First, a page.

My point is this: If we are expected to live up to the standards of journalism, then journalists would do well to grace us with the same courtesy.  When Don Mills Diva has an interview with a newspaper and a blog post repurposed, distorted and turned into something completely different without so much as a hyperlink for her troubles, I raise an eyebrow at the editors of that news-site.  When one citizen journalist more-or-less single handedly broke the biggest story to come out of the psychiatric pharmaceutical world since ECT being deemed inhumane* and subsequently had his work more-or-less stolen for profit, I stand up and take notice.  Don Mills Diva and Philip Dawdy are journalists, and they are also bloggers, and if they aren't being handled with the same standards that we as basic, everyday bloggers are supposed to hold ourselves too, there is an issue to be taken.  There is a line in the sand being drawn between the old media and the new media, and I am left to wonder if I've simply allowed myself to be intellectually intimidated into believing that perhaps I am the fly in the soup, when it very well may just be the other way around.

One could say that we are filling the internet with drivel, that we are writing and commenting and networking and conferencing merely to boost our own meager ad-share revenue and stats, but honestly, have you sat down and watched a 24 hour news channel lately?  Sure, I may do a 7 things meme occasionally, but we had the privilege of listening to 4 hours of critiques about Michelle Obama's dresses on the night of the most significant night in this nation's history.  Which is the greater evil, I ask?  Which is the greater assault on the collective consciousness, me posting a bunch of pictures every Sunday on my personal blog that almost no one reads or Rick Sanchez getting his material for his major news network show from Facebook and Twitter?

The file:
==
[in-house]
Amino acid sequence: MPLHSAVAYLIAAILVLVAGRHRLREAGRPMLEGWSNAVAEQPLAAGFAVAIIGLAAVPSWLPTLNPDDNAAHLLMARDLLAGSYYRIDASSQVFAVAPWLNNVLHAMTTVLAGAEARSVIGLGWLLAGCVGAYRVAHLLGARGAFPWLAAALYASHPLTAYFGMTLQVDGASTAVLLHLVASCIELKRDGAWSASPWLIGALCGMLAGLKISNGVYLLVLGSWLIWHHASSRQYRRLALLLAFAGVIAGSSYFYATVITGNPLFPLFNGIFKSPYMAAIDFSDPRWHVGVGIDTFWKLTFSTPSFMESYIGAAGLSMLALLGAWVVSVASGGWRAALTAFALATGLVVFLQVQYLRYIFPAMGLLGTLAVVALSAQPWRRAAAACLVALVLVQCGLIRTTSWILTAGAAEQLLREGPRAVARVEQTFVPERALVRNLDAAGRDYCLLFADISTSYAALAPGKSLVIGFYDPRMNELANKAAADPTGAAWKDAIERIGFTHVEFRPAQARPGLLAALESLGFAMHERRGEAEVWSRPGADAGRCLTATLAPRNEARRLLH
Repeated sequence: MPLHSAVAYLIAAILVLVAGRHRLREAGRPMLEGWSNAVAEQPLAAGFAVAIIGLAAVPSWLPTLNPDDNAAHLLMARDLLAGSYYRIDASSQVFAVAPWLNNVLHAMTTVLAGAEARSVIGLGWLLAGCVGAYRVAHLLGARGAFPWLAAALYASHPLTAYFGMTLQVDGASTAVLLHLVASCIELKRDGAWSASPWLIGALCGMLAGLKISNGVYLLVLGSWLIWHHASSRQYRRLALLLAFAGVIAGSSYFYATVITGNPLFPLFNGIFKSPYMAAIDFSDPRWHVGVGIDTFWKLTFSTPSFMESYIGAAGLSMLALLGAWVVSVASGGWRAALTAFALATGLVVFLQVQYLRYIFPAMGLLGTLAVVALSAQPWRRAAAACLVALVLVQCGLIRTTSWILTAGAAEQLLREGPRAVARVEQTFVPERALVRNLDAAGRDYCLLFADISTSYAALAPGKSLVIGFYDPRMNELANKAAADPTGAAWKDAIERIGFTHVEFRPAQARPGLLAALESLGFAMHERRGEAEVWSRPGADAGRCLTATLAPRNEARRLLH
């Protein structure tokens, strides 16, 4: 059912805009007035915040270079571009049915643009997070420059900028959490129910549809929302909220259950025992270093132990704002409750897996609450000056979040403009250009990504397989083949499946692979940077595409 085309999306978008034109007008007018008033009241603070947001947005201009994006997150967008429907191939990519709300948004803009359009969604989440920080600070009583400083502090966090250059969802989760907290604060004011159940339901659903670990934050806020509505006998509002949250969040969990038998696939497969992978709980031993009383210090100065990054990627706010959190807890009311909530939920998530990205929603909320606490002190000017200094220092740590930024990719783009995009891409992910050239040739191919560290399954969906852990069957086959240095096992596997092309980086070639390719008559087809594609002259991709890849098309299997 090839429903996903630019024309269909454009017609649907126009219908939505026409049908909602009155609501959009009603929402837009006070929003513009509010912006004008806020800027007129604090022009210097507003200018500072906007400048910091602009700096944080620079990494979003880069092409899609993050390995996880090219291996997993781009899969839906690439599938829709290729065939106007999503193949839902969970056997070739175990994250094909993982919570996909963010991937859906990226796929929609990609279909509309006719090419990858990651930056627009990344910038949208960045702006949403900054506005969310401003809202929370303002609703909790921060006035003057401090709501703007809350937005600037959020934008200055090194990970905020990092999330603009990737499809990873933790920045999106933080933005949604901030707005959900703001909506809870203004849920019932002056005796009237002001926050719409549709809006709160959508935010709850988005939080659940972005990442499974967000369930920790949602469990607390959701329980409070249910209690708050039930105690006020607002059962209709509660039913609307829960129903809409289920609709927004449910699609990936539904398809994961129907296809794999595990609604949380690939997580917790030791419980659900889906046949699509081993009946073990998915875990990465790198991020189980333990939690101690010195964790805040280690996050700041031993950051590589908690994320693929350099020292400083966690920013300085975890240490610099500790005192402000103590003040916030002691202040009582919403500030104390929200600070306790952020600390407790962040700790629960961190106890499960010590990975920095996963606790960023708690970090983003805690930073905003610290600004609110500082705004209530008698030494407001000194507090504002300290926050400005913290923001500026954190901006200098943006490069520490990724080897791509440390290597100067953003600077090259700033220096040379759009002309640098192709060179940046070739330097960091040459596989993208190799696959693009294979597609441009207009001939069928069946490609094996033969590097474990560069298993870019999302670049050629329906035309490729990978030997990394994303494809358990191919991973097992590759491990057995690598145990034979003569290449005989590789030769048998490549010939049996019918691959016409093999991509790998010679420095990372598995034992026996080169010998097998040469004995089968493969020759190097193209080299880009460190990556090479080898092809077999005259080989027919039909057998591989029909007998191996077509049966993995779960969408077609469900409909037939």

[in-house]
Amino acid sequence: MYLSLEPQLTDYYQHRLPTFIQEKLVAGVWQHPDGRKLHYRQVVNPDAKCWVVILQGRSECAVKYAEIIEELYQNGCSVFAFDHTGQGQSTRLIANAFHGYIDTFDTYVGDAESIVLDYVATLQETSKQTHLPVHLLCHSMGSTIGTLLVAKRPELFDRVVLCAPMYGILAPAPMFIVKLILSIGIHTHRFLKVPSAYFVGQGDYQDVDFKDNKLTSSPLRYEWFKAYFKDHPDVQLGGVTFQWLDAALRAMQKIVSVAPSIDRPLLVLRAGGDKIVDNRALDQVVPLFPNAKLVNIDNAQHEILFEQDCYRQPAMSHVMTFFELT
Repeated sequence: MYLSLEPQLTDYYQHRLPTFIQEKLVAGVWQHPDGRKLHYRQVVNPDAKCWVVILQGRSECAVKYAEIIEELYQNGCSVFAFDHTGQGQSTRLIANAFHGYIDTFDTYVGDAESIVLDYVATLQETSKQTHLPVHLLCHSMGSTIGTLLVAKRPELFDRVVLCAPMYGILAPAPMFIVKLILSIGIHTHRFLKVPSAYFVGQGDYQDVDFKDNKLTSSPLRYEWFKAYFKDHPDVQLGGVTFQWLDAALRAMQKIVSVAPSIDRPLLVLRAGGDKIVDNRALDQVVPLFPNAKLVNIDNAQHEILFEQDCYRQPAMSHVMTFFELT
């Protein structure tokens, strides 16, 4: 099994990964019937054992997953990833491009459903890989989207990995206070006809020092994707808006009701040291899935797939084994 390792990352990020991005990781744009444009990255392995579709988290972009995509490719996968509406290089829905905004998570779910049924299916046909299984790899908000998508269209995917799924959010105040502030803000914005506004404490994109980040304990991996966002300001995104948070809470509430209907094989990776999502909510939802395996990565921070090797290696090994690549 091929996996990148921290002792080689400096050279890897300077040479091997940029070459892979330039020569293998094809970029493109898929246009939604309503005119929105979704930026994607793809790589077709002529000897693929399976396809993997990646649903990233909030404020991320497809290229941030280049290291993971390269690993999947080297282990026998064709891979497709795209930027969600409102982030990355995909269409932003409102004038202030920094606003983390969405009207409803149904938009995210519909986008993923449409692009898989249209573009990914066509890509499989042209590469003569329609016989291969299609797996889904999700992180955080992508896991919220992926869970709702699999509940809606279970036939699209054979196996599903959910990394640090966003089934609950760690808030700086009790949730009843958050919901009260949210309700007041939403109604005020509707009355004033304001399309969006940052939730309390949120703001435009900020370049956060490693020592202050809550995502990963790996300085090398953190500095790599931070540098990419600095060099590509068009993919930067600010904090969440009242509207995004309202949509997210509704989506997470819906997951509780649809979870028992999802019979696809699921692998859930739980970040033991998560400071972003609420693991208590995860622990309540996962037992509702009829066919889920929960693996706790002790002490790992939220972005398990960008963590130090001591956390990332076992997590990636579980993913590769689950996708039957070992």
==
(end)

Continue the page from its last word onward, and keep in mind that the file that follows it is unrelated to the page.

Maybe they're equally as skeevy, but at least I always remember to link back properly.

All I'm saying is this: You know you've made it when you start pissing people off.  We bloggers, we're arriving, and holy hell are we making waves.  It's important, at least in my mind, to maintain our integrity but just as important is that we insist that the other media outlets do, as well.  We have to stand up for ourselves, respect ourselves and each other, and make sure that the proverbial "they" do, as well.

Join us, won't you?

*Molly @ Soapy Water can be thanked for that perfect summation.  Just sayin'.

Reality Checks are Awfully Hard to Cash

A few weeks before I left for BlogHer, I started hearing the murmur. The grumble about how it's a clique, a self-congratulatory A-Listers club, how those people think they're so much better than everyone else and how we'd never be caught dead going to that thing. Granted, this murmur comes from a small group, but they're vocal. They have anonymous hate blogs set up just for BlogHer chatter.


I'll admit that the words "I am so not cool enough for BlogHer" have come out of my mouth. The words "I am WAY too cool for prom" and "Gawd, I'd never want to be a cheerleader" also have. Why? Because I am an insecure moron, that's why. I worried for a long time that no one would like my blog, I worried that no one would ask me to the prom, and I worried that I'd never actually MAKE the cheer squad. So I just never tried.

I am so not sad about the cheer squad thing, btw.

Anyway, I was talking to my friend Loralee about BlogHer before we left, about the negativity we'd seen surface, about some nastiness she'd run into that kind of affected her personally. And then she forwarded this link (which is dead, because she closed down her blog, but still. It was awesome).